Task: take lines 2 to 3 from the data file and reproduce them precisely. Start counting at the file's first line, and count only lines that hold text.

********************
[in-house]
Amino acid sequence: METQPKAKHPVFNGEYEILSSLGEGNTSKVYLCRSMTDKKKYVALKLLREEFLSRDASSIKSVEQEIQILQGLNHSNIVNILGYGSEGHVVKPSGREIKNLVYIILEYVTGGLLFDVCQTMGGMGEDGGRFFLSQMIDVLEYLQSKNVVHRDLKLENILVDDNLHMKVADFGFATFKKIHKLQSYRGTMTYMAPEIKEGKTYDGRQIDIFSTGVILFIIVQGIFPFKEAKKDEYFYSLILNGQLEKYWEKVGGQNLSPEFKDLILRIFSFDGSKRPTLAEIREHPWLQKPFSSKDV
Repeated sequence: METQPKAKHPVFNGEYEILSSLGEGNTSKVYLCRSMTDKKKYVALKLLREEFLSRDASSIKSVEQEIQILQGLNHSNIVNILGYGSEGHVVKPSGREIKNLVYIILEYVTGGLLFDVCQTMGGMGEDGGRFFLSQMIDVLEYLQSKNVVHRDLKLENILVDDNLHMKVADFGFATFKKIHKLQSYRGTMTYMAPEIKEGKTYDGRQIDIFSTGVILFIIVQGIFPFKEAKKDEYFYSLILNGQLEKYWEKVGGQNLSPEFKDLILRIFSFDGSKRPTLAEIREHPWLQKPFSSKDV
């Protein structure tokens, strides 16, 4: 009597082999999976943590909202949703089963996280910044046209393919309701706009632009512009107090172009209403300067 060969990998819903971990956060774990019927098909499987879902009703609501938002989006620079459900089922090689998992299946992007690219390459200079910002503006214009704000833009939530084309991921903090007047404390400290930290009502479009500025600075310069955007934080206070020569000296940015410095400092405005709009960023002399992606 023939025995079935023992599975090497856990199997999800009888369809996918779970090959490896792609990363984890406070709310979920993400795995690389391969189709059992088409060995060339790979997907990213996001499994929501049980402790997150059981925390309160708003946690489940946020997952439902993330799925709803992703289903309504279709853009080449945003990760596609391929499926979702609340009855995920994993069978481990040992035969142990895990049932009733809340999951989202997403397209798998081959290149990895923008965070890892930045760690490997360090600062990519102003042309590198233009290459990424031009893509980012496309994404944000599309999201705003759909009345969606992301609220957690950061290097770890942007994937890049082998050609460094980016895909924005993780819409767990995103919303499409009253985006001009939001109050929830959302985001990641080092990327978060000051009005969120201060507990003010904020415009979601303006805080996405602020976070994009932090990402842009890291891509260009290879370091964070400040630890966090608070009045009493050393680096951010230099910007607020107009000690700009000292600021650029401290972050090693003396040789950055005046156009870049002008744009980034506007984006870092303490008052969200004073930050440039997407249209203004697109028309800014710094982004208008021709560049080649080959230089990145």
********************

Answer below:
Amino acid sequence: METQPKAKHPVFNGEYEILSSLGEGNTSKVYLCRSMTDKKKYVALKLLREEFLSRDASSIKSVEQEIQILQGLNHSNIVNILGYGSEGHVVKPSGREIKNLVYIILEYVTGGLLFDVCQTMGGMGEDGGRFFLSQMIDVLEYLQSKNVVHRDLKLENILVDDNLHMKVADFGFATFKKIHKLQSYRGTMTYMAPEIKEGKTYDGRQIDIFSTGVILFIIVQGIFPFKEAKKDEYFYSLILNGQLEKYWEKVGGQNLSPEFKDLILRIFSFDGSKRPTLAEIREHPWLQKPFSSKDV
Repeated sequence: METQPKAKHPVFNGEYEILSSLGEGNTSKVYLCRSMTDKKKYVALKLLREEFLSRDASSIKSVEQEIQILQGLNHSNIVNILGYGSEGHVVKPSGREIKNLVYIILEYVTGGLLFDVCQTMGGMGEDGGRFFLSQMIDVLEYLQSKNVVHRDLKLENILVDDNLHMKVADFGFATFKKIHKLQSYRGTMTYMAPEIKEGKTYDGRQIDIFSTGVILFIIVQGIFPFKEAKKDEYFYSLILNGQLEKYWEKVGGQNLSPEFKDLILRIFSFDGSKRPTLAEIREHPWLQKPFSSKDV